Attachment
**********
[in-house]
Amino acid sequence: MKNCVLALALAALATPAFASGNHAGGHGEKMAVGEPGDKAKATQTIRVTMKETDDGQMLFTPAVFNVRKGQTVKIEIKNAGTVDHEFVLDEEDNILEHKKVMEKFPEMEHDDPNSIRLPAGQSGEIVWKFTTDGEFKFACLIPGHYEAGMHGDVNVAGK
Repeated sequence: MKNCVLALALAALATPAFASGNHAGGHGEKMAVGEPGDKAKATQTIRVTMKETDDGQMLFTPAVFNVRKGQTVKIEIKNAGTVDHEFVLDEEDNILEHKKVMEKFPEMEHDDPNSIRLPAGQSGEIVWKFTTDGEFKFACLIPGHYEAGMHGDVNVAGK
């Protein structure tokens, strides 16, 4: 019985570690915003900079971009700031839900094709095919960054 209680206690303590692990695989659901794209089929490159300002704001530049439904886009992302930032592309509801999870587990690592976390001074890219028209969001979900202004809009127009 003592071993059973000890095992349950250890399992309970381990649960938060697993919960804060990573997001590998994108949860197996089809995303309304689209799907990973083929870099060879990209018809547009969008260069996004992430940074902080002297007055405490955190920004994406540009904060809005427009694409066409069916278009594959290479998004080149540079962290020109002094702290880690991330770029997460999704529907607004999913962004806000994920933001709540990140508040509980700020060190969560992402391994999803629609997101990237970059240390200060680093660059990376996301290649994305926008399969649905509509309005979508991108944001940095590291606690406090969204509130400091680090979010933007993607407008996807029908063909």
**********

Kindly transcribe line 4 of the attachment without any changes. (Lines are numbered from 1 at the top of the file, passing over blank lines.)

């Protein structure tokens, strides 16, 4: 019985570690915003900079971009700031839900094709095919960054 209680206690303590692990695989659901794209089929490159300002704001530049439904886009992302930032592309509801999870587990690592976390001074890219028209969001979900202004809009127009 003592071993059973000890095992349950250890399992309970381990649960938060697993919960804060990573997001590998994108949860197996089809995303309304689209799907990973083929870099060879990209018809547009969008260069996004992430940074902080002297007055405490955190920004994406540009904060809005427009694409066409069916278009594959290479998004080149540079962290020109002094702290880690991330770029997460999704529907607004999913962004806000994920933001709540990140508040509980700020060190969560992402391994999803629609997101990237970059240390200060680093660059990376996301290649994305926008399969649905509509309005979508991108944001940095590291606690406090969204509130400091680090979010933007993607407008996807029908063909």